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Today we came across with a person whose last name is our domain name. It is not a meaningful word and as last name it is quite seldom.

Nevertheless, we have some concerns about this issue and couldn't find an answer indicating that whether this is a possible problem or not.

2 Answers 2

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Depends what you do with it.

If it's an innocent use that has nothing to do with the family in question, you are probably fine. I'm sure there are people with the given name Trivago out there. They don't get any rights to the Trivago trademark. If someone "took it personally" and tried to sue you, they'd get spanked out of court, possibly with sanctions (penalties) particularly if they're in a SLAPP state.

The reverse is less certain. If your domain is a trade name in famous use, you could lose it unless you could show how you plan to use it in a way which is not related and not likely to cause consumer confusion. The best defense is already doing so. Katy Perry, DDO couldn't be sued for her domain name but would certainly get a nice offer.

On the other hand, if you registered a domain name because it is someone else's name... Different story. A famous person would argue consumer confusion, and would certainly win if your content was related to them (e.g. fan page), and throwing up falsework of an unrelated business (Ellie Goulding SEO Services LLC) would probably not convince anyone. Those wouldn't work on a non-famous person, they would have to convince a court that you were so likely to misuse it in the future, that it's fair to usurp your free-speech rights today. That would depend on showing an outrageous pattern of your past misconduct. By "misuse" I mean things you would be successfully sued for, e.g. libel.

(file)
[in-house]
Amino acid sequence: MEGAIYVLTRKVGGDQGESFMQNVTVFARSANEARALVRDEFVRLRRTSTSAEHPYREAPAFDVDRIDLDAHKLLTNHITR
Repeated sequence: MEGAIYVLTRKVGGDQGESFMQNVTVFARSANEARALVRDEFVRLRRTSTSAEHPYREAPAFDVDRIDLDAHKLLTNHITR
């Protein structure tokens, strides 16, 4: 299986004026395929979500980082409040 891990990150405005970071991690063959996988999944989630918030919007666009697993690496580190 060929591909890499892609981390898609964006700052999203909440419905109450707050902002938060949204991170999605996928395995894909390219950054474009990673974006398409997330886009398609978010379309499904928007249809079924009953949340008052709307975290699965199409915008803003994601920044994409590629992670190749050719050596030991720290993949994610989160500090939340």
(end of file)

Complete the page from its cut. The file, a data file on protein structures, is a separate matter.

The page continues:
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  • Upvoted. Can I ask your personal opinion with the details I provide? domain is grenders.com. We didn't know it was a possible last name. In this case what insight can you give?
    – ozgur
    Apr 8, 2016 at 9:15
  • I am not a lawyer. Looks ok to me, you have a reason to call it that which doesn't have anything to do with anyone named that, and I don't see an angle by which anyone with that name would have a cause of action. If it worries you, you might consider hosting in the US and having a TOS that calls for a US jurisdiction and venue of your preference, San Francisco is awesome because the courts know domain law really well, and it's a very expensive place to sue, the filing fee alone is $300, which keeps the riff raff out lol. Apr 9, 2016 at 2:40
  • Doesn't matter if you are not a lawyer, you speak convincing=) Thank you for the opinion and good points.
    – ozgur
    Apr 9, 2016 at 8:34
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There is no current legal claim that can easily be made for a name as property with the exception of proven lineage.

For example, Lord McDonald who's family has operated a restaurant for 700 years, threatened to sue McDonalds (the fast food chain) if it did not cease and desist it's persuit of a small restaurant owner in England. In this case, lineage and ownership can be traced. Otherwise, these issues do not come up.

More to your point, domain names that are your own name are the right of anyone who registers the domain name.

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